A few weeks ago, I braved a dreary, cold ‘spring’ afternoon to attend one of the College of William and Mary’s famous campus tours with my family. My younger brother, a junior in high school, was on spring break and was touring colleges in which he was interested. I know that he, like myself, appreciated the incredible efforts of the kind tour guide who was undertaking the incredibly daunting task of getting her group of shivering, wet tourists to become enthusiastic about the College on a humorless afternoon.
Her upbeat attitude was incredibly infectious, and I found myself nodding along to most of the facts she was delivering in rapid-succession. Soon enough, however, I discovered some of the things she was saying were not necessarily true, or were slightly distorted versions of the truth which made the College seem more appealing. I applaud her for her positive portrayal of the College — but at times, I wondered, “How sincere is she really being? Does she really love everything about this place?”
The thing that made my ears perk up was her comment that she was extremely appreciative of the GER requirements, even though there were certain areas where she didn’t do as well as she may have liked. I empathized with her because I knew the feeling, although I was not sure how grateful I was for the experience.
I mean, I know the College of William and Mary is a liberal arts college. As such, it is the school’s obligation to ensure we graduate as well-rounded students, capable of utilizing multiple kinds of learning methods and interpreting an eclectic array of information. If this is not what you signed up for, then you shouldn’t have applied to a liberal arts college.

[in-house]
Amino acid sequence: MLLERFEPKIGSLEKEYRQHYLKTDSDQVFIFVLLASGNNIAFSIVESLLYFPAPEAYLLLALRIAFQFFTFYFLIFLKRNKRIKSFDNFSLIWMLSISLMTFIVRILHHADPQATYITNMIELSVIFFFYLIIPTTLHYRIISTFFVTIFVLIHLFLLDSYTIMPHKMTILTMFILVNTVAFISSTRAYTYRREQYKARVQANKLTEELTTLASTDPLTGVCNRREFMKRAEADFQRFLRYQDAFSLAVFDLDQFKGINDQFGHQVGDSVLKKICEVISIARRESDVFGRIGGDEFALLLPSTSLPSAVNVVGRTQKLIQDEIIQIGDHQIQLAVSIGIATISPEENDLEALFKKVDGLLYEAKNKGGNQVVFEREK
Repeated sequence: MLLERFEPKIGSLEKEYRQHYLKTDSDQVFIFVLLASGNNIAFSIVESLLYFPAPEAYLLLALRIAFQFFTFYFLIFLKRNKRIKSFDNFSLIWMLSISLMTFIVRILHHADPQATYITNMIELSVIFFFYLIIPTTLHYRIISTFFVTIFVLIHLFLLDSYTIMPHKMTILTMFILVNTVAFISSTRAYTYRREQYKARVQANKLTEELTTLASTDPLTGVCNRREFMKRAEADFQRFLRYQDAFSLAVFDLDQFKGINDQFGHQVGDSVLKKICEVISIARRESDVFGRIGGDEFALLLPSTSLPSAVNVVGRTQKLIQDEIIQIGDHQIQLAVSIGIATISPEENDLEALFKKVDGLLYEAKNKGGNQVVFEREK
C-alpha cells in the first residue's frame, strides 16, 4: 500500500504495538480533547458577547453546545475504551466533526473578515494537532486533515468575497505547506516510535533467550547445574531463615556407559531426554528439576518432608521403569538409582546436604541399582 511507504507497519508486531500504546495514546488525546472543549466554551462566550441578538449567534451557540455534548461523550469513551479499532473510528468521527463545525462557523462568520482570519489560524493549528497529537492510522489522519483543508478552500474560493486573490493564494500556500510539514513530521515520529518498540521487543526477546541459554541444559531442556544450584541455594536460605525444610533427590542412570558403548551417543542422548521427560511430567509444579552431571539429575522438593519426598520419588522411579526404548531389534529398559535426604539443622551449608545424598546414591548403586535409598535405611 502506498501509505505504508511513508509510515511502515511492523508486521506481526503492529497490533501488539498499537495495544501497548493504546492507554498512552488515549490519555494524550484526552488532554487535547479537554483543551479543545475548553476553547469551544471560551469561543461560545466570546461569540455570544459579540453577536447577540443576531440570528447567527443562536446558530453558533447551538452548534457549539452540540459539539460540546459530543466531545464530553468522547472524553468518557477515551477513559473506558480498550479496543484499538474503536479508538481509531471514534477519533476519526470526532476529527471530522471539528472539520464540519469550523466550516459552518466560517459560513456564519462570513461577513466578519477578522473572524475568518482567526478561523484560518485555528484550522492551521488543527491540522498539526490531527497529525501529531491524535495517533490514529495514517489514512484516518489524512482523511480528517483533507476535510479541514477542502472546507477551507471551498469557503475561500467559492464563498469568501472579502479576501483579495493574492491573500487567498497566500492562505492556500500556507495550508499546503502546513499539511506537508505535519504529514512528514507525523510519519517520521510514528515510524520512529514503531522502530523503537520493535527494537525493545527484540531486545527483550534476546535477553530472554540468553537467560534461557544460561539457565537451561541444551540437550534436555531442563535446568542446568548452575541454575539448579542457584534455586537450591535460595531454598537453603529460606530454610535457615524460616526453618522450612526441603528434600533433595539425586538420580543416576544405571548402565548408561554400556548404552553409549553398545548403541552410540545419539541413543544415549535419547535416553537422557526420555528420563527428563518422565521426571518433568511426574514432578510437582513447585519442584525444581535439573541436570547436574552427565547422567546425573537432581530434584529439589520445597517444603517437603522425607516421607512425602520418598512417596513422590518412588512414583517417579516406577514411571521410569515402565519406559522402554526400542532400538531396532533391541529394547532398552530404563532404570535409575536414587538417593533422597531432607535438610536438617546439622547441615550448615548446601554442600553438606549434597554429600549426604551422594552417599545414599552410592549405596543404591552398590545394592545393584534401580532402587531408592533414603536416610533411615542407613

That can’t be the end of the story. Think about the kinds of GER requirements we have. If we’re supposed to be well-rounded liberal arts students, then why is there a clear focus on the humanities? Why are we required to take only one math class in our entire college experience, but I managed to fulfill all 3 components of my GER 4 requirement with history classes?
To me, that makes it seem as if we are dismissing the importance of certain subject matters and over-validating the importance of others. Why can’t there be a more equal distribution? Is it because math and sciences are not ‘traditional’ liberal arts majors, and so the College naturally expects a fewer amount of students to pursue them anyways?
That’s not what being a liberal arts student should be about. If you only take one math class, you probably have not learned enough to make an educated decision as to whether or not you want to pursue math as a major. I’m not a big science person and so I’m glad that I only have to take two science courses. But I don’t think the school should be claiming they’re trying to make us well-rounded individuals when the GER system heavily favors certain kinds of classes over others. I’m all for GERs, but if you’re going to make them mandatory, try to make them more evenly distributed across the board.